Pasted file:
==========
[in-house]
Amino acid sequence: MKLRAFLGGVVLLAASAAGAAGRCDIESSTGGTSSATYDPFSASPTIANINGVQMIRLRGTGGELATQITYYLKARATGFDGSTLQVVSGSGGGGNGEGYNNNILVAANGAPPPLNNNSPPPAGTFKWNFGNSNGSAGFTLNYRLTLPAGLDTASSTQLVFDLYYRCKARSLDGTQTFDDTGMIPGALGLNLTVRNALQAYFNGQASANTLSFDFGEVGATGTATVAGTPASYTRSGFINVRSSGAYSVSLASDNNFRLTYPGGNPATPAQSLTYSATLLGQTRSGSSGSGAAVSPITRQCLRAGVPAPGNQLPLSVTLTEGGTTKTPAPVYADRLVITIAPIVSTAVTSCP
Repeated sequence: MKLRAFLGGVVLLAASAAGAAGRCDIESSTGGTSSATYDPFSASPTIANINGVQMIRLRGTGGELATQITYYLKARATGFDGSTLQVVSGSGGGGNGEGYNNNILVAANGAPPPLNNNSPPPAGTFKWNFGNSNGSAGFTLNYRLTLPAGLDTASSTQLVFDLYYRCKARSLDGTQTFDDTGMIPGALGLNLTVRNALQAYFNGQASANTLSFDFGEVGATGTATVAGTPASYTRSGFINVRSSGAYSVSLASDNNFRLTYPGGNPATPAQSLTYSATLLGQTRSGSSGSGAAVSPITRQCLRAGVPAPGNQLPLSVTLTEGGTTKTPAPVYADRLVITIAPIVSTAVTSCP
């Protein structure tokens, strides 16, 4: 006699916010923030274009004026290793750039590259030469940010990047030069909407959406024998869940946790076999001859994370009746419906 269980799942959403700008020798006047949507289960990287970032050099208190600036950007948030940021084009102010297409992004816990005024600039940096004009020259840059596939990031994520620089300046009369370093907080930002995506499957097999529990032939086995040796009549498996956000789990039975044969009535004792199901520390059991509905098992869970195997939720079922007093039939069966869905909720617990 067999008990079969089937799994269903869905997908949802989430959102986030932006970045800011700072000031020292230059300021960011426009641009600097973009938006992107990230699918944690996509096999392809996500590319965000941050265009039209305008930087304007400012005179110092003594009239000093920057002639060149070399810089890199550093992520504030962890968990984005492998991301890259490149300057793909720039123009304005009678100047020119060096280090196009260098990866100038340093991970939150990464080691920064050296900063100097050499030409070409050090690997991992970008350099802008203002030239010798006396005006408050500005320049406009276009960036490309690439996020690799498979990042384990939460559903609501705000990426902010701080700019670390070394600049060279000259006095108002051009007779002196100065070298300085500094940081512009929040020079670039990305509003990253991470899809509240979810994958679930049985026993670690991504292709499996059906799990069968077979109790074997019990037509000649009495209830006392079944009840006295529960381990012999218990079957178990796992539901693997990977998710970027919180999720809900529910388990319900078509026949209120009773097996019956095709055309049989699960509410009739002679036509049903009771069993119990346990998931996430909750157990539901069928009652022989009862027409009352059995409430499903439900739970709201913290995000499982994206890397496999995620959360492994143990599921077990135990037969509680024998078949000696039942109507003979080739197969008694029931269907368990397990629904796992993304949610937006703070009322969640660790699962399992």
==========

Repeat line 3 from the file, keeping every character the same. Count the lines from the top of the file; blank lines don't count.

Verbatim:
Repeated sequence: MKLRAFLGGVVLLAASAAGAAGRCDIESSTGGTSSATYDPFSASPTIANINGVQMIRLRGTGGELATQITYYLKARATGFDGSTLQVVSGSGGGGNGEGYNNNILVAANGAPPPLNNNSPPPAGTFKWNFGNSNGSAGFTLNYRLTLPAGLDTASSTQLVFDLYYRCKARSLDGTQTFDDTGMIPGALGLNLTVRNALQAYFNGQASANTLSFDFGEVGATGTATVAGTPASYTRSGFINVRSSGAYSVSLASDNNFRLTYPGGNPATPAQSLTYSATLLGQTRSGSSGSGAAVSPITRQCLRAGVPAPGNQLPLSVTLTEGGTTKTPAPVYADRLVITIAPIVSTAVTSCP